Snort reports its findings in log records, so running Snort without saving them for later analysis is like typing a book without putting paper in the typewriter: you go through a lot of motions but don't get much of a return for your efforts. Given the typical router's constraints both in processing power and storage space, it makes sense to log Snort's findings remotely.

In order to start syslog logging remotely, you'll need to make changes to your configuration both on the router and on the system where the logging will be done. It's a snap to set up remote logging on OpenWrt, as explained in this Mini-HOWTO on the OpenWrt wiki.

From the OpenWrt command line, enter the following:

nvram set log_ipaddr=<>
nvram commit

Change the IP address to match the address of the system running syslogd. Then edit /etc/initab and add these two lines:

::respawn:/sbin/syslogd -n
::respawn:/sbin/klogd -n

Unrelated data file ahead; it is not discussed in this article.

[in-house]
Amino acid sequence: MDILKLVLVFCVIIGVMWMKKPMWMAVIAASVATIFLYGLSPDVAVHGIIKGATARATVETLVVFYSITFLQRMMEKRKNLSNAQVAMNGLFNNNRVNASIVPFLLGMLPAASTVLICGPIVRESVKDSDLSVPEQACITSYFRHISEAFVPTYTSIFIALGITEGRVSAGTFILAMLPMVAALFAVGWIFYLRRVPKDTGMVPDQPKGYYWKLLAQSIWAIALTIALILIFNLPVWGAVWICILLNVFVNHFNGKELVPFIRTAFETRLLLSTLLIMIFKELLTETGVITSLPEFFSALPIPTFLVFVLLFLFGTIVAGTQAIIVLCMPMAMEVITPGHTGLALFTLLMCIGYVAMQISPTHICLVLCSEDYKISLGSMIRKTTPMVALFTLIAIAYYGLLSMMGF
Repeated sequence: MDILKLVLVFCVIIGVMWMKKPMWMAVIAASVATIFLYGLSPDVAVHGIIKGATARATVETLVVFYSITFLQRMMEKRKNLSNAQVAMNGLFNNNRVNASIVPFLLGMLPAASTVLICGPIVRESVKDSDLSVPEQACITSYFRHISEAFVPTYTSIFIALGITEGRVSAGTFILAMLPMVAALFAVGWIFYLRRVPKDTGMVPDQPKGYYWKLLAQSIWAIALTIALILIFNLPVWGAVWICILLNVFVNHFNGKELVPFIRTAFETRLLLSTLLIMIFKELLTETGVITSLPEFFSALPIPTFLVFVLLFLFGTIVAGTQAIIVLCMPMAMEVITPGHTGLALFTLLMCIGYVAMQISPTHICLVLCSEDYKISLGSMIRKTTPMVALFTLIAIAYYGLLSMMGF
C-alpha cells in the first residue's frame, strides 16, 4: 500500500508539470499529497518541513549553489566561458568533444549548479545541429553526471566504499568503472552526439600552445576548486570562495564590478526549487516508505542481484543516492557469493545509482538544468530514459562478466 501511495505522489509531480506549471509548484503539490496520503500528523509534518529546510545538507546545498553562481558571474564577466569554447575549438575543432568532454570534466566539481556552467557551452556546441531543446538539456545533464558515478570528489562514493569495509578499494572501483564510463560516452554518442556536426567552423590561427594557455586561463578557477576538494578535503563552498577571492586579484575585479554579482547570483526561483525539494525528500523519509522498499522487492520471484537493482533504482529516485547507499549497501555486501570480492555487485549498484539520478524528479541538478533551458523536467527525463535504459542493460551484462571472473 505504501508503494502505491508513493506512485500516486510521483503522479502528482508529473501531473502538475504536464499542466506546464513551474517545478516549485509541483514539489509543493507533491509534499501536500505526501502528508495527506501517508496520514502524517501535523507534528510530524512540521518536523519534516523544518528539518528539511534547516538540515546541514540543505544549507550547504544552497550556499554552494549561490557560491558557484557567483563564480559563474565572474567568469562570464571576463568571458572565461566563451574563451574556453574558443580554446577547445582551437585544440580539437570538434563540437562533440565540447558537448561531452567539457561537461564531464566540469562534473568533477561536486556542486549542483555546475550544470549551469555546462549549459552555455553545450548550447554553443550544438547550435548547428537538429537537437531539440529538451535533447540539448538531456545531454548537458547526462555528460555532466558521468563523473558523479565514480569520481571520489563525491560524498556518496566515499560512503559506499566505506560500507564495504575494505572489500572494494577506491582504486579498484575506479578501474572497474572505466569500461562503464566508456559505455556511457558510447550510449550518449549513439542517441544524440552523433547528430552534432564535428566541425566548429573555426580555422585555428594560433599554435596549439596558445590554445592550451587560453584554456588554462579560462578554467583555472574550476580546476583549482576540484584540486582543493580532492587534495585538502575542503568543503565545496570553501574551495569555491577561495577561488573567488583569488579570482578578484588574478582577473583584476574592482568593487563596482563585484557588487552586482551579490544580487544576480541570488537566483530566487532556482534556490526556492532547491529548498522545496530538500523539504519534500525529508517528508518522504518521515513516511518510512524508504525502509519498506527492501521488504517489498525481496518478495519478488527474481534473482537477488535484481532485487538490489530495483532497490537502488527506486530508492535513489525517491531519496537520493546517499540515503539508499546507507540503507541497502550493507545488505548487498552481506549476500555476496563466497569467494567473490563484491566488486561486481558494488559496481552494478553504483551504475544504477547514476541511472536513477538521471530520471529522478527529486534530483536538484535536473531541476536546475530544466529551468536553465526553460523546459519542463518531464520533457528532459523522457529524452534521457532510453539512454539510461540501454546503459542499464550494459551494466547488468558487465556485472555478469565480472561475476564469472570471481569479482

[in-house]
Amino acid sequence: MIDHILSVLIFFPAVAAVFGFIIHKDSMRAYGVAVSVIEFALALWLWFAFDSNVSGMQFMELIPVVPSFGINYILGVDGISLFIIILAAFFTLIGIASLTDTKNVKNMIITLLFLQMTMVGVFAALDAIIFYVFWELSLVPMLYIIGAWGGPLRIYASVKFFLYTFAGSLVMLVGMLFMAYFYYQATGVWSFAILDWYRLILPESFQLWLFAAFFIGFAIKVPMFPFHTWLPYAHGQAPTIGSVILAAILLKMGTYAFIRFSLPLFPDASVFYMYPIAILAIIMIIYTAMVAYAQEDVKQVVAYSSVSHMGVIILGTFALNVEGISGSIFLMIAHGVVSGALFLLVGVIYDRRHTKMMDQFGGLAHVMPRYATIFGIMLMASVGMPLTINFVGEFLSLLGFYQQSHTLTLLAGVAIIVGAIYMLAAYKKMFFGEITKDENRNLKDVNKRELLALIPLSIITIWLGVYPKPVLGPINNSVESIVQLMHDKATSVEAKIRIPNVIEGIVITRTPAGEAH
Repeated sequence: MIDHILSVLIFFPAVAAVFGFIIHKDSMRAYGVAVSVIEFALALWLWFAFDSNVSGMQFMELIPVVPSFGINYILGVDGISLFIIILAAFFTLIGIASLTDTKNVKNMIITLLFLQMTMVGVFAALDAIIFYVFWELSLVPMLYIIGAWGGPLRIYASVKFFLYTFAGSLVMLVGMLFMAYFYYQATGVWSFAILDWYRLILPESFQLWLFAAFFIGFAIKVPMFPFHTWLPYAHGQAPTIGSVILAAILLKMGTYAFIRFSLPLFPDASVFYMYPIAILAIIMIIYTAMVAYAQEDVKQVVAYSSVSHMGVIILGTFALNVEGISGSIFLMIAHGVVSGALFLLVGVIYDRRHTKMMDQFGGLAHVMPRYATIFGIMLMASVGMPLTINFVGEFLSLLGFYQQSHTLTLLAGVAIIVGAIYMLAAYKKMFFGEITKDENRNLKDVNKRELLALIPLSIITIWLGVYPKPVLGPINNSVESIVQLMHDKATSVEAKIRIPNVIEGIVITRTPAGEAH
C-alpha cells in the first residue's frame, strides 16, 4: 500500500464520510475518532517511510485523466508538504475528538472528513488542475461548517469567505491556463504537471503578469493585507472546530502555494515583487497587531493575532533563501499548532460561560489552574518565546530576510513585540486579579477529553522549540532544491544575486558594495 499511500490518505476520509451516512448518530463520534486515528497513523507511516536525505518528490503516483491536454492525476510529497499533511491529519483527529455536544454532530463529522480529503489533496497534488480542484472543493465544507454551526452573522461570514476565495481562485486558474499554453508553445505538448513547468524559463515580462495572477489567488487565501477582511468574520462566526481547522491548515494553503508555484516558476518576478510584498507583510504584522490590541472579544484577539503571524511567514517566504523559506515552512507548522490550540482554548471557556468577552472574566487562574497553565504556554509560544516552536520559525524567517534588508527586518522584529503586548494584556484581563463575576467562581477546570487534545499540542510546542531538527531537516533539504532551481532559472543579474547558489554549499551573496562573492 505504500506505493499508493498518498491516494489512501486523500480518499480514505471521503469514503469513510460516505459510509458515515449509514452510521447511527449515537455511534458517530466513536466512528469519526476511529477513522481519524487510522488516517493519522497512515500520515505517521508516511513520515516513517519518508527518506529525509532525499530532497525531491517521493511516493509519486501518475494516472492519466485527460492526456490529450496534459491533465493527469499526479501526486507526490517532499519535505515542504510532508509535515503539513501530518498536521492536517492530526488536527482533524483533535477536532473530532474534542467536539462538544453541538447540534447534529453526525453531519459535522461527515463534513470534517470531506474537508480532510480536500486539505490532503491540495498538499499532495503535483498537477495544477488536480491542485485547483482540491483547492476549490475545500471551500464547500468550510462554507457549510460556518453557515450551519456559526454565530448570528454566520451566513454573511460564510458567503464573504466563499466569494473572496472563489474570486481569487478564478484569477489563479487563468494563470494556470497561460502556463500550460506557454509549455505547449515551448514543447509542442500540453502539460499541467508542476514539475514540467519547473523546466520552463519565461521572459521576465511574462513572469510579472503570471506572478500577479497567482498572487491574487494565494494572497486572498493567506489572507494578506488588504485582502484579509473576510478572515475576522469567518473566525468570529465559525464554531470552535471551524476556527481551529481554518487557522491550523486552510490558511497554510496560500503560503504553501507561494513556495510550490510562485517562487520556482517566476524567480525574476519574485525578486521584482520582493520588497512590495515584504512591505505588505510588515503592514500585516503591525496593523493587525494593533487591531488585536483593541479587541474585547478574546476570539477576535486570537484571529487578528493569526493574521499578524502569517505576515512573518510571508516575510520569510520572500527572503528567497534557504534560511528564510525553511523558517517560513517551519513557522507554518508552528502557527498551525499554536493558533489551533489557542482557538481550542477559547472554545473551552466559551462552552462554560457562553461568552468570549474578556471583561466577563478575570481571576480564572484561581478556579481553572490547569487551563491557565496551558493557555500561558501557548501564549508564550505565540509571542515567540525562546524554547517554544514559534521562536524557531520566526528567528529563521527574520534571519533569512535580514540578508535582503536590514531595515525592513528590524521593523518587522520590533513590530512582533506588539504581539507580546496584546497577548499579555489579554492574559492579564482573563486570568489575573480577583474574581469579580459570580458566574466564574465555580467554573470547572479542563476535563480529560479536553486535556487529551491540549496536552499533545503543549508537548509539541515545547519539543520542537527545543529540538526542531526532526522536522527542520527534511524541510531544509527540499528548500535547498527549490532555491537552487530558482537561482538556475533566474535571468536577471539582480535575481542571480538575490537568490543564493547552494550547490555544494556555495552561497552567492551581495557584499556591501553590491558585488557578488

And finally, edit /etc/init.d/rcS to add:

mkdir /var/log

To handle the logging on the remote side of the connection, add the -r option to the command line that starts syslogd and you're good to go. If you're using Ubuntu, for example, edit /etc/init.d/sysklogd and change the line that reads:

SYSLOGD="-u syslog"

to read:

SYSLOGD="-r -u syslog"

Of course, if you're like me and think that syslogd is so last generation, you can install syslog-ng instead, which accepts remote logging by default.

Installing and Configuring Snort

The easiest way to install the version of Snort is with the OpenWrt Admin Console. But before you do that, check /etc/ikpg.conf on the router and make sure the repository mentioned above is included as a source. If it's not, add this line to the file:

src nico-t